25. Sea Water, Sea-Floor Spreading, Subduction, and Ore Deposits

  1. George H. Sutton,
  2. Murli H. Manghnani,
  3. Ralph Moberly and
  4. Ethel U. Mcafee
  1. J. B. Corliss

Published Online: 17 MAR 2013

DOI: 10.1029/GM019p0297

The Geophysics of the Pacific Ocean Basin and Its Margin

The Geophysics of the Pacific Ocean Basin and Its Margin

How to Cite

Corliss, J. B. (1976) Sea Water, Sea-Floor Spreading, Subduction, and Ore Deposits, in The Geophysics of the Pacific Ocean Basin and Its Margin (eds G. H. Sutton, M. H. Manghnani, R. Moberly and E. U. Mcafee), American Geophysical Union, Washington, D. C.. doi: 10.1029/GM019p0297

Author Information

  1. School of Oceanography, Oregon State University, Corvallis, Oregon 97331

Publication History

  1. Published Online: 17 MAR 2013
  2. Published Print: 1 JAN 1976

ISBN Information

Print ISBN: 9780875900193

Online ISBN: 9781118663592

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Keywords:

  • Geophysics—Pacific area—Congresses;
  • Woollard, George Prior, 1908

Summary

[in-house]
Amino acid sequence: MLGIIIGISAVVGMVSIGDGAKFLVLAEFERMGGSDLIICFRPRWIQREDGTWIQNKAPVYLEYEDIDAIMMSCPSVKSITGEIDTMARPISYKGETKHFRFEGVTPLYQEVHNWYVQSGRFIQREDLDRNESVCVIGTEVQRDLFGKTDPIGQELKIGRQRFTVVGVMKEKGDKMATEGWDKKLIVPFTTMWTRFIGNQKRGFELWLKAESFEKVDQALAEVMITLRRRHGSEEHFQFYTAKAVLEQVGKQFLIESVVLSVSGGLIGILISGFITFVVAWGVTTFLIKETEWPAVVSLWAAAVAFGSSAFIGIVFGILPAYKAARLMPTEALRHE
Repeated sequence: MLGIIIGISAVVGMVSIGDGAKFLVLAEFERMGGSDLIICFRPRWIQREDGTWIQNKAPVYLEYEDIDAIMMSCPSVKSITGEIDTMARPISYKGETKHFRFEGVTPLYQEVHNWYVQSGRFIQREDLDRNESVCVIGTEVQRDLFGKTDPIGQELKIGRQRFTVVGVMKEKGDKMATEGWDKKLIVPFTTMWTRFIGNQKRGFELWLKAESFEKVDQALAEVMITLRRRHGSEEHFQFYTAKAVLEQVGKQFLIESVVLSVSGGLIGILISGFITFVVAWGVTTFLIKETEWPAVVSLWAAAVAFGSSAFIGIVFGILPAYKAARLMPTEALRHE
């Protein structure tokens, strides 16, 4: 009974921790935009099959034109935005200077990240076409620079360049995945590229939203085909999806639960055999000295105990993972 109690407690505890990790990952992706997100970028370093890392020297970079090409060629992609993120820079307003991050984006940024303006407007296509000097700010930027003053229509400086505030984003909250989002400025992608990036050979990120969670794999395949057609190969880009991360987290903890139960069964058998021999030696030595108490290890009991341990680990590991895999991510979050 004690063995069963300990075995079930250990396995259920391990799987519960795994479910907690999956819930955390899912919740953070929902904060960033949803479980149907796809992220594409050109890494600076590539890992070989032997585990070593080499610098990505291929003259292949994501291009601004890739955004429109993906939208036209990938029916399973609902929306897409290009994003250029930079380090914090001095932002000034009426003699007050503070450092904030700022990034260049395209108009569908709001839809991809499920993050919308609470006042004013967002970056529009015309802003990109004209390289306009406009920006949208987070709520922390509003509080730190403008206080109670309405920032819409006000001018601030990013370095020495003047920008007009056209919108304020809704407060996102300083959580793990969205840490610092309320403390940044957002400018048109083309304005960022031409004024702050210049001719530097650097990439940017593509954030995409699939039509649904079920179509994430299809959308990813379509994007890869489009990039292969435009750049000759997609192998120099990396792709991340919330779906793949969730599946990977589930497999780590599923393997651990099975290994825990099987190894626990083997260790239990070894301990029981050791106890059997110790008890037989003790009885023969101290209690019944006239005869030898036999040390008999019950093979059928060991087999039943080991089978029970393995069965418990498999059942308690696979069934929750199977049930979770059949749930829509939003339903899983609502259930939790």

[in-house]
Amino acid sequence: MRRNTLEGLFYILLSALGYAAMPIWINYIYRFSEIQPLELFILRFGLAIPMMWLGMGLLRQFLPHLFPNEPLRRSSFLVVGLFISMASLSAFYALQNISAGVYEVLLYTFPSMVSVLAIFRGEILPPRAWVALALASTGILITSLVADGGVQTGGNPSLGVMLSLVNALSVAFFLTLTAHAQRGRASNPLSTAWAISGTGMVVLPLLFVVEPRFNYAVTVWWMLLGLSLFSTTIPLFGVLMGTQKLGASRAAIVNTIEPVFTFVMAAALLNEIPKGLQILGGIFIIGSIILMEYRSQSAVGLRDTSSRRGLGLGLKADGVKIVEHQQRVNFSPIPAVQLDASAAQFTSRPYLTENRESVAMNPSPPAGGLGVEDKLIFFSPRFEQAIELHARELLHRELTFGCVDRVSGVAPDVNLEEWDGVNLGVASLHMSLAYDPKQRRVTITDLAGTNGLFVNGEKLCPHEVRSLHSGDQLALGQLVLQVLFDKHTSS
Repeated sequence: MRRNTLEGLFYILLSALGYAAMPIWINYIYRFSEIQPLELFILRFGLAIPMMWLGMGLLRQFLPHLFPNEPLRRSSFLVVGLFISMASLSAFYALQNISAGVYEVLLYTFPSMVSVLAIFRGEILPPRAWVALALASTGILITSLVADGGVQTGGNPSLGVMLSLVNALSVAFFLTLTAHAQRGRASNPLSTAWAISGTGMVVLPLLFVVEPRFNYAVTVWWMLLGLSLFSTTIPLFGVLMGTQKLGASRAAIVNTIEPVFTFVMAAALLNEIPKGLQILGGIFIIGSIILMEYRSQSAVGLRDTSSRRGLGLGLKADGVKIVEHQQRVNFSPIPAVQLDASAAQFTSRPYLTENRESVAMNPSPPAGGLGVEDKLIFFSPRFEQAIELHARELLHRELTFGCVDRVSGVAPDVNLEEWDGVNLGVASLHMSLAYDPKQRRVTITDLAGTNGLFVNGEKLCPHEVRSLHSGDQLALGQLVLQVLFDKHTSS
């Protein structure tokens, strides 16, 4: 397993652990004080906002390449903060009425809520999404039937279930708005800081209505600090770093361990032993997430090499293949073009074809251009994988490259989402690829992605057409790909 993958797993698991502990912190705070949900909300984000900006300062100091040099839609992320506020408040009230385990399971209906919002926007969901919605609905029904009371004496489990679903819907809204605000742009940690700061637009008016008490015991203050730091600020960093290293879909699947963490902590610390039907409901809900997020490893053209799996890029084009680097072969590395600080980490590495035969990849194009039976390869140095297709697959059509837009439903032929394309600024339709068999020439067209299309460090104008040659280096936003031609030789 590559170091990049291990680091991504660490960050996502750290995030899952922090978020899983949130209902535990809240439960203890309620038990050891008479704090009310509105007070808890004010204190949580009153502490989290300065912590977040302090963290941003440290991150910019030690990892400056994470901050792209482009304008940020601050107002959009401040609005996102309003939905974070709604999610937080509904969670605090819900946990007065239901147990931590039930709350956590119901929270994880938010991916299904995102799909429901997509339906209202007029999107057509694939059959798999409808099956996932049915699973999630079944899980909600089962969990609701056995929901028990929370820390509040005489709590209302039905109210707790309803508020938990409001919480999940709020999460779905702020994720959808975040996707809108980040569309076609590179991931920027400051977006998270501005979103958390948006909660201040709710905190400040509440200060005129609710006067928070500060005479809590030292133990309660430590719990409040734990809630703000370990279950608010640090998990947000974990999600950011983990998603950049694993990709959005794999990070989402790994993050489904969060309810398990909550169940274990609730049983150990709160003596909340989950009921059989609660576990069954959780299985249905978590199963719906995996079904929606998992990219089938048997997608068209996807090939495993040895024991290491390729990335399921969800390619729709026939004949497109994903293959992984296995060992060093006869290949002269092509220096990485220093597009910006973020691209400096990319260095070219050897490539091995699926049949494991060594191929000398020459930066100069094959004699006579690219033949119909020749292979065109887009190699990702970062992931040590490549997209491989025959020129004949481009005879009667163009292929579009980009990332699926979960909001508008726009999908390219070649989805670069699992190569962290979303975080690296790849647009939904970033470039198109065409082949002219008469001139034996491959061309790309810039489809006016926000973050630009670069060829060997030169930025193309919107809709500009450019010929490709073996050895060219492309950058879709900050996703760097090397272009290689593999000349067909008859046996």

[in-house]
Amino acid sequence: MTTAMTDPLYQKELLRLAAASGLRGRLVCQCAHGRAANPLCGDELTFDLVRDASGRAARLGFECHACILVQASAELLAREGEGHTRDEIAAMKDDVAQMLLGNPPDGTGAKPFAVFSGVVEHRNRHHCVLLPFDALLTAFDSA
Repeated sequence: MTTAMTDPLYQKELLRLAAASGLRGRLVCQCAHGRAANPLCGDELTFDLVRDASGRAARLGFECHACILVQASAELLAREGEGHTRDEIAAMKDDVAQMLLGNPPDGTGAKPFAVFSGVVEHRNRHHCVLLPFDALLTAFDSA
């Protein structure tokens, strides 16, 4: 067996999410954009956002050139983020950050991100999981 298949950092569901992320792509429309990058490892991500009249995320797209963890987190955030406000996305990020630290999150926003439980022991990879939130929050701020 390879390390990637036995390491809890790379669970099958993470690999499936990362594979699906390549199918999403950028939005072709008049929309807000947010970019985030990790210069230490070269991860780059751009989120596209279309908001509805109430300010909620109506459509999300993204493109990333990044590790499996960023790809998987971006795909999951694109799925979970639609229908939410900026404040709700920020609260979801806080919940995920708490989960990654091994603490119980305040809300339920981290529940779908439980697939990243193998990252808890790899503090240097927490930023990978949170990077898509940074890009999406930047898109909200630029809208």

There is growing evidence that sea water hydrothermal systems serve to extract and transport metals initially disseminated in newly erupted submarine volcanic rocks, and that this is a fundamental geochemical process which influences the composition of sea water and has led to the formation of a variety of economically important ore bodies now preserved on the continents. This evidence includes: (1) observations of the effects of hydrothermal circulation in both dredged and cored oceanic crustal rocks; (2) the nature of the nearly ubiquitous basal metalliferous sediment layer in the oceans; (3) the pattern of heat flow over spreading centers; (4) anomalies in vertical profiles of suspended matter and dissolved gases in the deep oceans; (5) observations of submarine hot springs in Indonesia and the Mediterranean and on the crest of the Galapagos rift: (6) experimental investigations of sea waterbasalt interaction; and (7) observations of ore deposits which can be interpreted as resulting from submarine hydrothermal systems. Some examples of such ore deposits are: massive sulfides in Precambrian greenschist belts such as the Noranda deposits of the Abitibi belt in Canada; gold ores in possible Precambrian ‘metalliferous sediment' of the Homestake mine of South Dakota; the Precambrian Jerome, Arizona copper ores; the massive sulfides of the Troodos ophiolite complex on Cyprus, deposited in Cretaceous seas; and the Miocene Kuroko ore bodies in Japan. The hydration of oceanic crust during this process leads to the recycling of sea water first into the calc-alkaline magmas which form plutonic and volcanic rocks overlying subduction zones, and ultimately into the residual chloride-rich aqueous fluids which form during crystallization of these magmas. These fluids contribute to the formation of ore deposits accompanying the magmatic activity. These include the porphyry copper ore bodies and related vein-type deposits of western North and South America and the southwest Pacific.